We celebrated our much-postponed re-entry into the water by inviting the other cruisers to celebrate our new fridge with cold beer. Sadly by the time I'd finished the wiring, the beers didn't have long enough to cool, so it was the usual Kika warm beer party. Although we were pleased with our efforts, they seemed insubstantial compared with some of the projects being undertaken; rewiring after engine room fire, installing a new engine, removing a layer of the hull then applying an epoxy barrier, gearbox overhaul etc.
Finally by 2pm the next day, we'd transformed Kika from workshop into ocean going sailing vessel and were ready to depart. The other cruisers gave us a great send off as we went astern with our now customary pirouette. We waved goodbye to Ken and Beth on Eagle's Wings, Piet Hein and Tori on Double Dutch, Jasper and Astrid on Antares, Frans on Gemini and Lucas and Matti on Lambada.
The only down-side to our stay, which could have been much worse, occurred when the dinghy capsized with Ellen aboard. She quickly swam back to Kika towing the dinghy, but subsequently the submerged engine has failed to show any signs of life, despite the best efforts of the crew of three yachts and off-duty members of the Venezuelan army. The outboard is still in intensive care, having frequent treatments of oil and starting attempts, but it feels like we need to see if our finances will fund a replacement engine and possibly dinghy. Unless we get the engine going while we're on passage we've decided to head directly for Panama rather then the San Blas islands in the hope we can find someone in Panama who can bring the engine to life.
As the passage is notoriously dangerous we decided to contact Herb who is routing us 100 miles north to 14N then west until we reach the longitude of Panama; when we turn South. We're routing around the stormy region, but its adding at least a day and half to the trip.
We set off yesterday (Tues 14th) at 6am and had a fantastic sail in the morning. We were briefly joined by dolphins and bizarrely nearly netted some pineapples which floated past. The wind increased in the afternoon and evening as we headed north on a fine-reach. We made great speed, averaging around 6.8knots and gorged ourselves on lobster we'd purchased the day before. The drains got a good workout overnight with breaking waves putting a couple of inches of water in the cockpit from time to time.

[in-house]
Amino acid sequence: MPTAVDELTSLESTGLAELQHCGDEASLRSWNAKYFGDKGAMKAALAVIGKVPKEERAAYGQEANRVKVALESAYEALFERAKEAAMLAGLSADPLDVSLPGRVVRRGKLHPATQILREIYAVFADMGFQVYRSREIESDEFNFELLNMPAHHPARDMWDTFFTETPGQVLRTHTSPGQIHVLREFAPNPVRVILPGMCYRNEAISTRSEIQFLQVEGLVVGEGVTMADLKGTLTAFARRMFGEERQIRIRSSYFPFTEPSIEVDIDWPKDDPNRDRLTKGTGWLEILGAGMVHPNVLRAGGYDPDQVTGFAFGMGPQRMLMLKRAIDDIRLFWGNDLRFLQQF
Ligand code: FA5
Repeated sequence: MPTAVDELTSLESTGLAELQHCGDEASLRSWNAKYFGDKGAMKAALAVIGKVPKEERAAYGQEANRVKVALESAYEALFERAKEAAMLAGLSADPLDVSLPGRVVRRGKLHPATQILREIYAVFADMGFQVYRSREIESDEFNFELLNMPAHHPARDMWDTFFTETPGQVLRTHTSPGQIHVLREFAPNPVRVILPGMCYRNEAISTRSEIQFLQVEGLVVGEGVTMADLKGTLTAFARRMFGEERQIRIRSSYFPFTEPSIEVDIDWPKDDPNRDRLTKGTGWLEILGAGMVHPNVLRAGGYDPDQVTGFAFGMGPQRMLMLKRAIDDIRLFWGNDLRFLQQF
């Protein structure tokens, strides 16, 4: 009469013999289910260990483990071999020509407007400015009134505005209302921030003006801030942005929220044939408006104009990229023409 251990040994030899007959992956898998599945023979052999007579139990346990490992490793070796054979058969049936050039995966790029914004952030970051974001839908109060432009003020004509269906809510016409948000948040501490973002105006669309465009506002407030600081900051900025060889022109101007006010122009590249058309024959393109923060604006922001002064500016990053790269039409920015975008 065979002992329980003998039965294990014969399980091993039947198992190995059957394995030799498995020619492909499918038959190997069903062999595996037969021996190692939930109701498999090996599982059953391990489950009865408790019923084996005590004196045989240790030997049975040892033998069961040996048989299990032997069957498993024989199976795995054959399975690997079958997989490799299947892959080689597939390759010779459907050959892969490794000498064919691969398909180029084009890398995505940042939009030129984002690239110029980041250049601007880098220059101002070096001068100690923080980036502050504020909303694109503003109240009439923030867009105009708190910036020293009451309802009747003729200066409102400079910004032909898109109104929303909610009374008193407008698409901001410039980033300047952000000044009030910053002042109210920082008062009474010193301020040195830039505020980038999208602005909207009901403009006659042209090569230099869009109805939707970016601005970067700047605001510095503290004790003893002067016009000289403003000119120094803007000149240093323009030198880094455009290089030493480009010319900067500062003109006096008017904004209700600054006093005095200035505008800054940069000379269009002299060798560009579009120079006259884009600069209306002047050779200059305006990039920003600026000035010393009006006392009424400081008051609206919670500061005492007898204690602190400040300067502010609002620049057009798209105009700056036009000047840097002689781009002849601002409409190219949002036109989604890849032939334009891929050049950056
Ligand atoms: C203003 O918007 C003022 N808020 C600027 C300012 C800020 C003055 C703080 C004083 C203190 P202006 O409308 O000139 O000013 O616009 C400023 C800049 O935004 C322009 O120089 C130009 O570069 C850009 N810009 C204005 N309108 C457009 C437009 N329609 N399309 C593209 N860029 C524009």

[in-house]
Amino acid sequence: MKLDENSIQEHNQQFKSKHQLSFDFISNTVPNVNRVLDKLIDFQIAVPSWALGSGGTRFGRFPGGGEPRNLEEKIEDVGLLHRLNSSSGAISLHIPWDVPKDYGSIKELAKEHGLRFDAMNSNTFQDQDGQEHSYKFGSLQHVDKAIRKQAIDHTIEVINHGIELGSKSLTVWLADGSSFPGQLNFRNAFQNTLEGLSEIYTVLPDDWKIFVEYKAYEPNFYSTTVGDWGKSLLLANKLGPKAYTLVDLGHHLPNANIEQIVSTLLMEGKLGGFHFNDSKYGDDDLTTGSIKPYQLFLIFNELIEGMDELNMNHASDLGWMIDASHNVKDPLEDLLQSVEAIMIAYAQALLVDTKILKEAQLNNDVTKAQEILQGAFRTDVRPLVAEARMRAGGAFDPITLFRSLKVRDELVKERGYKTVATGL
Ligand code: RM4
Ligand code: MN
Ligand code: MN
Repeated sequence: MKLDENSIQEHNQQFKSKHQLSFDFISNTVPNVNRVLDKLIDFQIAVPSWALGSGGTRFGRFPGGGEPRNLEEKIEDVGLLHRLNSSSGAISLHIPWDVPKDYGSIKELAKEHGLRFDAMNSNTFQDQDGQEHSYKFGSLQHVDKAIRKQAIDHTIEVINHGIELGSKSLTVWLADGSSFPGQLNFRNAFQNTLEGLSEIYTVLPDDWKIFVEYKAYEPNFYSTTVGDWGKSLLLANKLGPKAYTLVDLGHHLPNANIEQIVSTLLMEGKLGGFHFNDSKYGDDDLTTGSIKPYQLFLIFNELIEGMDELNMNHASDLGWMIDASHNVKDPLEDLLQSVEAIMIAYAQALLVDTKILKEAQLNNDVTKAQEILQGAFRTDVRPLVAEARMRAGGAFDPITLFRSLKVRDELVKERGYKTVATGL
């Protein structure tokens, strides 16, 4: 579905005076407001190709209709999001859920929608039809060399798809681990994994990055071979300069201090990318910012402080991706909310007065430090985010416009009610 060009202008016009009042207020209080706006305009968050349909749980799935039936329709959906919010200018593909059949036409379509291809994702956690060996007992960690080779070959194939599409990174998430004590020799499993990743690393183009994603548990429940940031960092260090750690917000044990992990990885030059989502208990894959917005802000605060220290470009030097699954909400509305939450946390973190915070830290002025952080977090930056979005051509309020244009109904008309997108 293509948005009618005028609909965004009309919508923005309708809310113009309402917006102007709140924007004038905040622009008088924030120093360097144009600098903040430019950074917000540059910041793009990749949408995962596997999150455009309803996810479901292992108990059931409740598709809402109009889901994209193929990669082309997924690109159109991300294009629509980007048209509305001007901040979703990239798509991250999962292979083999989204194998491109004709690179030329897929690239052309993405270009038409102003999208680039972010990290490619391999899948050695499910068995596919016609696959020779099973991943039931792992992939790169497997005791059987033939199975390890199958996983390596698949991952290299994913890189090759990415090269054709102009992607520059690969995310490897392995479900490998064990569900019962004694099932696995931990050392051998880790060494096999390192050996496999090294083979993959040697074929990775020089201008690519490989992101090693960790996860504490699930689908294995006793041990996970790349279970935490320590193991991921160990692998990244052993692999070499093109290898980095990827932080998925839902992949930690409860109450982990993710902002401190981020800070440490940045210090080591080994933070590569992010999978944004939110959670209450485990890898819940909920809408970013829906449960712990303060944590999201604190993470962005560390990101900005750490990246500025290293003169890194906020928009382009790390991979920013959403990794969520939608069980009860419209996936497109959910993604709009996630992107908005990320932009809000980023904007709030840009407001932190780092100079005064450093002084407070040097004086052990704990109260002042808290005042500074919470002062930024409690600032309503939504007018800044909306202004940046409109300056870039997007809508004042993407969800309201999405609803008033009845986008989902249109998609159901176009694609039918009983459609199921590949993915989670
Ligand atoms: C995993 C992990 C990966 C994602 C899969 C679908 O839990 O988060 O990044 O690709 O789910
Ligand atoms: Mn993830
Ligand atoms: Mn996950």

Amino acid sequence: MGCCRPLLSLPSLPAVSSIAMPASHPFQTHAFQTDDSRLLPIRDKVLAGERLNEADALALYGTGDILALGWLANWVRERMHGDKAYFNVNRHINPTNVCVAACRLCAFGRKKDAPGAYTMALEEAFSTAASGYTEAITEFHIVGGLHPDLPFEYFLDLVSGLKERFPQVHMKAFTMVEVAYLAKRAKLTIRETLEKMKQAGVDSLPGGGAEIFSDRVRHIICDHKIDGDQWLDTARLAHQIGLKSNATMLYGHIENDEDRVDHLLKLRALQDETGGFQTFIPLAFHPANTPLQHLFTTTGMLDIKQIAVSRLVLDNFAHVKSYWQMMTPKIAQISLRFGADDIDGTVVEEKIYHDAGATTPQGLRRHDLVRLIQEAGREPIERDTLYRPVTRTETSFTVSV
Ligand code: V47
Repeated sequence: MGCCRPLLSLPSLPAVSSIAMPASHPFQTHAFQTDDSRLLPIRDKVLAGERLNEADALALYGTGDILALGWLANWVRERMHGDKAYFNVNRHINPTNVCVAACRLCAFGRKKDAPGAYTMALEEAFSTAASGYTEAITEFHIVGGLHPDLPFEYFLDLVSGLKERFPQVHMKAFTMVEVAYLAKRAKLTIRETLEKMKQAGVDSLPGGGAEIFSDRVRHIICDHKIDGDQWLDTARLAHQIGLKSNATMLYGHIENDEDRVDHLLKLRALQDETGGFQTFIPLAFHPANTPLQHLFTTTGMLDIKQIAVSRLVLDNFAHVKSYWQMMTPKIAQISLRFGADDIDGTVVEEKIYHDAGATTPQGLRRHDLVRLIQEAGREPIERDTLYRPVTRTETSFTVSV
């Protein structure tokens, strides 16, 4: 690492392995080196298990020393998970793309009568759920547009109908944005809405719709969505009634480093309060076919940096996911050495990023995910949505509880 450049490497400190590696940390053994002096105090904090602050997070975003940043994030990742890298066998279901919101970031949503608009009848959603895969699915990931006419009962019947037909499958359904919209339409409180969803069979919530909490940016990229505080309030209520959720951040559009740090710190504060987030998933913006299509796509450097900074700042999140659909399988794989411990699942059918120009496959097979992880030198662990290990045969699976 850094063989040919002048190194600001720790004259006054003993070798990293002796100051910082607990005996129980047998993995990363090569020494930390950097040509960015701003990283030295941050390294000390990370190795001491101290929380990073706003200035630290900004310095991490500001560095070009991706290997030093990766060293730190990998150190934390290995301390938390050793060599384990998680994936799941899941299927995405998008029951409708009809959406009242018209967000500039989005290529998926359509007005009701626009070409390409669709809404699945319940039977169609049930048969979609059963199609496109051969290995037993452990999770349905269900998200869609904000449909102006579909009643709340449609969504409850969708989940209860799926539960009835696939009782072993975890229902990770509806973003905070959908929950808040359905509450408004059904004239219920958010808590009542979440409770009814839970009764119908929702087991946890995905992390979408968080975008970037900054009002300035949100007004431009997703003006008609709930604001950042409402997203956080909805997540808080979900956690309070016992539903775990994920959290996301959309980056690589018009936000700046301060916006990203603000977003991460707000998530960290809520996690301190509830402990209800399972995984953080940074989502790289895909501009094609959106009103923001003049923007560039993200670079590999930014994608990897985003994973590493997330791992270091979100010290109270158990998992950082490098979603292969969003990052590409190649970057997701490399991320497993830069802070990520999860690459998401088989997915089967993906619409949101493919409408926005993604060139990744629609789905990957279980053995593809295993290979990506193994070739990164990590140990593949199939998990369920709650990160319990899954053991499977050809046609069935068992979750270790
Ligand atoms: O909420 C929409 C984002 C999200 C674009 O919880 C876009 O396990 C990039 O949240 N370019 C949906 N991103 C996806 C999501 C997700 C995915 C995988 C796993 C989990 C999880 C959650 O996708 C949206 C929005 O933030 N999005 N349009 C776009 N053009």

This morning at 5am we made 14N latitude and changed course west. Unfortunately George (the self-steering) wouldn't keep the course, causing the main to jibe a couple of times. So we hove-to and I spent a couple of hours hanging off the back of the boat, fixing the self-steering which had jammed when a bolt had worked its way loose. Once the steering was fixed, we resumed our westerly course and have had a beautiful down-wind sail.
Position @ 15:45: N13°59', W73°25'
We completed the following in the yard:
- Cleaned, sanded and applied new highly expensive tropical anti-fouling (stops marine life growing on the bottom of the boat)
- Dismantled and greased sea-cocks.
- Cleaned, polished and waxed the top-sides.
- Installed a foot pump for the salt water tap.
- Shortened the mounting tubes, and drilled to make more secure.
- Dismantled, cleaned and oiled the bearing.
- Installed the new fridge:
- Removed old fridge and filled holes left with polyurethane foam
- Drilled hole for new through-hull fitting incorporating cooling circuit for fridge.
- Sealed inside of hole with epoxy - to stop moisture seeping into the hull.
- Installed new through-hull with generous quantities of polyurethane sealant.
- Added sea-cock
- Made new supports for the cooling holding plate in fridge box
- Plumbed in fridge
- Re-plumbed the sink.
- Wired in fridge controller and power to the fridge compressor.
- Our stern no longer incorrectly reports us as members of the Lymington or Thames yacht clubs
- Repaired the bilge pump pipe, which I incorrectly routed so that the propeller had cut through it.
- Organised sail repair to a split in the main.